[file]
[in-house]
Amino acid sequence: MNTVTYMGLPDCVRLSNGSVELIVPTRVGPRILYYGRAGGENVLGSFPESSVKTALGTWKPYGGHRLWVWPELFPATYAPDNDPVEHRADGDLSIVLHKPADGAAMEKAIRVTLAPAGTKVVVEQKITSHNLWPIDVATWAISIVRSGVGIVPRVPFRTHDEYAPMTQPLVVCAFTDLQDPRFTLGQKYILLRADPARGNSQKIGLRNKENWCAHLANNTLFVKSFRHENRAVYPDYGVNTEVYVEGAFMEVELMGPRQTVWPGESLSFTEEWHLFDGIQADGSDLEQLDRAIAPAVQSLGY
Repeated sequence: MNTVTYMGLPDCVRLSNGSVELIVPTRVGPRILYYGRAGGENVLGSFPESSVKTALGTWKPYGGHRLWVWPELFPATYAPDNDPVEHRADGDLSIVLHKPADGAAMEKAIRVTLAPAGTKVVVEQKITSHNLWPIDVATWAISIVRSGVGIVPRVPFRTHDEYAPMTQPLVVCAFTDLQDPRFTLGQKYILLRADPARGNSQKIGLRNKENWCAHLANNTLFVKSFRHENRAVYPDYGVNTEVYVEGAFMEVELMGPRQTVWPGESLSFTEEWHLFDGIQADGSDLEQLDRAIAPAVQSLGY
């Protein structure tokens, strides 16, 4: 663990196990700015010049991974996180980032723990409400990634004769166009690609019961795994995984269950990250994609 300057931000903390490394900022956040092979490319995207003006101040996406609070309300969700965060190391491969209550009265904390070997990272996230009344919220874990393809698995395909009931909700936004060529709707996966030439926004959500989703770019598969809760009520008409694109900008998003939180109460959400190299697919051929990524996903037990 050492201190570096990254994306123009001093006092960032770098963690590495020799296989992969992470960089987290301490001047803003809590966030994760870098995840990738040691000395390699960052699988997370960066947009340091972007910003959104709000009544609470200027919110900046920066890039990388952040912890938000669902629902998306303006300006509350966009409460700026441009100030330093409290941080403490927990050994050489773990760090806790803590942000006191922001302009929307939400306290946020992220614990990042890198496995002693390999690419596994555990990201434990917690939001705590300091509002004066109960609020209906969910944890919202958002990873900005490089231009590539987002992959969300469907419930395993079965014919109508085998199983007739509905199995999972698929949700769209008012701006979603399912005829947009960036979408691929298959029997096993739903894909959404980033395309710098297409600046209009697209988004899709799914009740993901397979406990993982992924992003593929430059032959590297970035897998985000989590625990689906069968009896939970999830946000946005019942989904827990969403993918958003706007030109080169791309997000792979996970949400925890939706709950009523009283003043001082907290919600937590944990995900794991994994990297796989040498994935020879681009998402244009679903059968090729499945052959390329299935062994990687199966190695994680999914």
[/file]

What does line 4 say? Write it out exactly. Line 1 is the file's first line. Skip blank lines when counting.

């Protein structure tokens, strides 16, 4: 663990196990700015010049991974996180980032723990409400990634004769166009690609019961795994995984269950990250994609 300057931000903390490394900022956040092979490319995207003006101040996406609070309300969700965060190391491969209550009265904390070997990272996230009344919220874990393809698995395909009931909700936004060529709707996966030439926004959500989703770019598969809760009520008409694109900008998003939180109460959400190299697919051929990524996903037990 050492201190570096990254994306123009001093006092960032770098963690590495020799296989992969992470960089987290301490001047803003809590966030994760870098995840990738040691000395390699960052699988997370960066947009340091972007910003959104709000009544609470200027919110900046920066890039990388952040912890938000669902629902998306303006300006509350966009409460700026441009100030330093409290941080403490927990050994050489773990760090806790803590942000006191922001302009929307939400306290946020992220614990990042890198496995002693390999690419596994555990990201434990917690939001705590300091509002004066109960609020209906969910944890919202958002990873900005490089231009590539987002992959969300469907419930395993079965014919109508085998199983007739509905199995999972698929949700769209008012701006979603399912005829947009960036979408691929298959029997096993739903894909959404980033395309710098297409600046209009697209988004899709799914009740993901397979406990993982992924992003593929430059032959590297970035897998985000989590625990689906069968009896939970999830946000946005019942989904827990969403993918958003706007030109080169791309997000792979996970949400925890939706709950009523009283003043001082907290919600937590944990995900794991994994990297796989040498994935020879681009998402244009679903059968090729499945052959390329299935062994990687199966190695994680999914």